Over the summer things have been very busy for us and it’s fair to say we’ve done a lot more in the way of foodie experiences than cooking anything exciting in the kitchen. Last year I visited the School of Artisan food to take part in an Artisan Chocolate course as a Christmas present. Since then I’ve had a keen interest in the place as it is wonderful to have such place in the midlands where there is a strong food heritage. I often bump in to Joe, their director, at various foodie events, usually when I have a mouth full of food. A few weeks ago Joe asked if I wanted to return to the school to take part in another one of their courses. It just so happened I was always planning to be out that way taking Hubs and his dad to a Beer & Cheese tasting day the school, so I decided on Historic Ices with Ivan Day, a food historian.
I have a passion for food history and anthropology and the geek in me can spend hours researching recipes and equipment from the kitchens of yesteryear. The trip to Lanhydrock’s Victorian kitchen a few weeks ago proves this. What it often shows is that in this time of sophisticated food technology sometimes the simplest techniques are the best. Ice cream doesn’t need to be complicated, trust me. A pint of strawberries, a pint of whipping cream a bit of sugar and lemon juice will make one of the best ice creams you have ever tasted.
Our house is over 220 years old and when I stand under the blackened beams in the kitchen I sometimes wonder what the kitchen has seen. The KitchenAid in the corner certainly would have been absent, but the large Mason Cash mixing bowl, jam funnel and pot of basic utensils won’t have changed much over the centuries. While it’s unlikely the Victorian residents of this house made ice cream the stately home across the fields certainly would have.
The course stared with a interesting presentation from Ivan on the history and forgotten art of British ice creams. The first recorded ‘icy cream’ recipe was in 1664 by was Lady Ann Fanshawe. Initially ice cream was the preserve of the upper classes, by 1890 it had filtered down to the middle classes then by early-mid 20th century had become street food accessible to everyone. It was originally served in small glasses that were rinsed out between each customer; however this street ice was sometimes produced in rather unsanitary conditions and caused typhoid and scarlet fever outbreaks. This led to ice cream glasses being banned and replaced with the kind of cones we are now know. It was unsurprising to find out that ice cream was banned during WWII due to its use of valuable ingredients that could be put to better use during rationing rather than some frivolous ice cream.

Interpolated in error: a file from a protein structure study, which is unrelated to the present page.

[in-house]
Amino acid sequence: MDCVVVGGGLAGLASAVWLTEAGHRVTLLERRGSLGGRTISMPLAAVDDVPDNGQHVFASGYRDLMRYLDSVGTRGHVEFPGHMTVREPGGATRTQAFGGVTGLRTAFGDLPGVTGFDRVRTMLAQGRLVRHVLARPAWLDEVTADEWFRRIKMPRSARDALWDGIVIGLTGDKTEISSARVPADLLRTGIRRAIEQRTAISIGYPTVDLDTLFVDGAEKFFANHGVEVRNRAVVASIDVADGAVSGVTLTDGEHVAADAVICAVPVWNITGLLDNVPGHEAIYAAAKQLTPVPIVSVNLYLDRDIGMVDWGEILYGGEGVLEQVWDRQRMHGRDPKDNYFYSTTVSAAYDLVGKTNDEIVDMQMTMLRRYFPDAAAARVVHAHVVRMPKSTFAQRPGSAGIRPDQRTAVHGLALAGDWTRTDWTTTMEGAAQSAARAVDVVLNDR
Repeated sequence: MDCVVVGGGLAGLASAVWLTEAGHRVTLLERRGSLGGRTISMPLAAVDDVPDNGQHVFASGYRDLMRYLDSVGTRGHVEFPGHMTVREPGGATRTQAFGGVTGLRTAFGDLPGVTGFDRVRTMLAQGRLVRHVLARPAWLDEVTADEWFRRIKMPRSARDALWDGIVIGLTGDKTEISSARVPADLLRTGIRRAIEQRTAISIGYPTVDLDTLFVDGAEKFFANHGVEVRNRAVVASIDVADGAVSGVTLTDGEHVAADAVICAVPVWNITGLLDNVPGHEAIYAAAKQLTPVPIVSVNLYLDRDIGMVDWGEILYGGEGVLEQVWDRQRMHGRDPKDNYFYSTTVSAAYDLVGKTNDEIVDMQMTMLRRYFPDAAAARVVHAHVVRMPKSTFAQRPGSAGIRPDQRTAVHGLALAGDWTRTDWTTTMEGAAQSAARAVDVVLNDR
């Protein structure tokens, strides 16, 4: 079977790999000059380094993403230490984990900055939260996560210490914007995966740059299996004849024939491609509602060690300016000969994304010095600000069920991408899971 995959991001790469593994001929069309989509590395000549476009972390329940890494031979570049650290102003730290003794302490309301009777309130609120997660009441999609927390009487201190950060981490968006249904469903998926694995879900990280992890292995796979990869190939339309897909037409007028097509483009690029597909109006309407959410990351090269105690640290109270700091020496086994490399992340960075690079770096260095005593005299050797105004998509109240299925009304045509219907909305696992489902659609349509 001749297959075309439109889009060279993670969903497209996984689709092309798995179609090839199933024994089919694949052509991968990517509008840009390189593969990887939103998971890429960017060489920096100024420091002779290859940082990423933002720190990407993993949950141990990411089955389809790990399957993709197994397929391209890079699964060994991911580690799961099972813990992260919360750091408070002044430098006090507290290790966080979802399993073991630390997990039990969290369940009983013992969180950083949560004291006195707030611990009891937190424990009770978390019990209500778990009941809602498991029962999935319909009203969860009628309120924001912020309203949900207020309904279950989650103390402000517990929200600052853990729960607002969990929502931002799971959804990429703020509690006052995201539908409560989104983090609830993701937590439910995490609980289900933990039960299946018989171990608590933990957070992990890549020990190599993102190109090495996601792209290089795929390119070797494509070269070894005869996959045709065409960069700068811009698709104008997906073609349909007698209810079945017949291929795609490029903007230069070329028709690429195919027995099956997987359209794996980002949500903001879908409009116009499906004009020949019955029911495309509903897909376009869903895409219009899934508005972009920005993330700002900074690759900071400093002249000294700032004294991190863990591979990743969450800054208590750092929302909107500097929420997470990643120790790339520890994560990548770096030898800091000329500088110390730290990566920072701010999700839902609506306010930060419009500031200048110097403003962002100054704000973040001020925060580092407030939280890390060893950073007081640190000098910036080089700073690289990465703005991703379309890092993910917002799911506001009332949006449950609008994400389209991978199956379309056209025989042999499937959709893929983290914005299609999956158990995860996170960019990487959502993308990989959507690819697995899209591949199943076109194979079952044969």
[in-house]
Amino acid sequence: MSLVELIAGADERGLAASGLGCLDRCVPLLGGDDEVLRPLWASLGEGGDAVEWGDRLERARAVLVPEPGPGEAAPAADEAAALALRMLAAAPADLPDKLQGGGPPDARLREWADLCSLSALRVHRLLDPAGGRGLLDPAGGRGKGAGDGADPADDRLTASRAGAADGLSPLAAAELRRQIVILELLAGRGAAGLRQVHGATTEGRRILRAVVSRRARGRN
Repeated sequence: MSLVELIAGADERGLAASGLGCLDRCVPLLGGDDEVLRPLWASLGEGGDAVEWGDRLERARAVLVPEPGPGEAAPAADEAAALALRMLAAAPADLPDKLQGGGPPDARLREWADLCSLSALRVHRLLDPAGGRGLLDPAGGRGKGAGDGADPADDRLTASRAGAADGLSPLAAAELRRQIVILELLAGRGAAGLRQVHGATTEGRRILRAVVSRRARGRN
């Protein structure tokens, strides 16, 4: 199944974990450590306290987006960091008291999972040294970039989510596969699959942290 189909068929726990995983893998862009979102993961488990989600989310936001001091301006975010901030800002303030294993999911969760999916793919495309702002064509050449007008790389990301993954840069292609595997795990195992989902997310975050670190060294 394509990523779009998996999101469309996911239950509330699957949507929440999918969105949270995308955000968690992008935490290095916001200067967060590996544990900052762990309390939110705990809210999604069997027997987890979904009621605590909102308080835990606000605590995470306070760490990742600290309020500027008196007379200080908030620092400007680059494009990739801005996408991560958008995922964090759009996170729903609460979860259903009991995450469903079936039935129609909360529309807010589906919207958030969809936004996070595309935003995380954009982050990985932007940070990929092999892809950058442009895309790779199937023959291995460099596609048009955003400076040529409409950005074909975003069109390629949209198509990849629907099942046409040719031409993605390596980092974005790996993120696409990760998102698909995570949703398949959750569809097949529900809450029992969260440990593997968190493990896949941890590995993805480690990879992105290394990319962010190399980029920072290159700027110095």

After the talk we headed to the kitchen to start on making our ices. Bergamot Water Ice, Strawberry Ice Cream, Iced Cabinet Pudding (a kind of frozen trifle with ginger ice cream), Punch à la romaine, along with a Sunrise Sorbetto. This was a very sweet late 17th century ice cream containing candied pumpkin, milky cinnamon water, saba and pinenut comfits which we later served from a 18th century seau à glace.
The old techniques are simple. Agitate a fruity/creamy mixture against an ice-cold surface until frozen. Last year I taught a class of 6-11 year olds how to make ice cream with just a couple of freezer bags, ice, whole milk and a splash of vanilla extract which is not too dissimilar from the original method. We used traditional sorbetieres to make all the ices. As the ice creams were designed to be eaten fresh, no preservatives were needed. The Victorians loved a good ice mould made from either pewter or copper. With a bit of food dye and a mould your ice could be turned into a lobster, cornucopia, stick of asparagus or deck of cards. We used lots of different moulds from Ivan’s extensive colleciton on the day. It culminated with us unmoulding and eating of some of our moulded creations.
It’s fair to say we were battling against some serious heat in the kitchen on the day. While we were trying to keep ices frozen as long at possible the UK was sweltering in +30°c temperatures. As soon as the ices had been unmoulded they were rapidly melting, this meant one thing, we had to eat them quick and I’m not complaining.
The Punch à la romaine (Roman frozen punch) was traditionally served as a thirst quencher at parties and oh my goodness, who would have thought lemon water ice, rum, italian meringue and champagne would taste so good. If I hadn’t been driving home I would have eaten lots more! I also adored the rich strawberry ice cream and will be making it again this weekend, albeit with a slightly more modern sorbetiere and a little assistance from my Kitchen Aid.
A big thanks to Joe for inviting me back to School of Artisan Food. I was a guest of School of Artisan on the course. The words and content of this post are my own.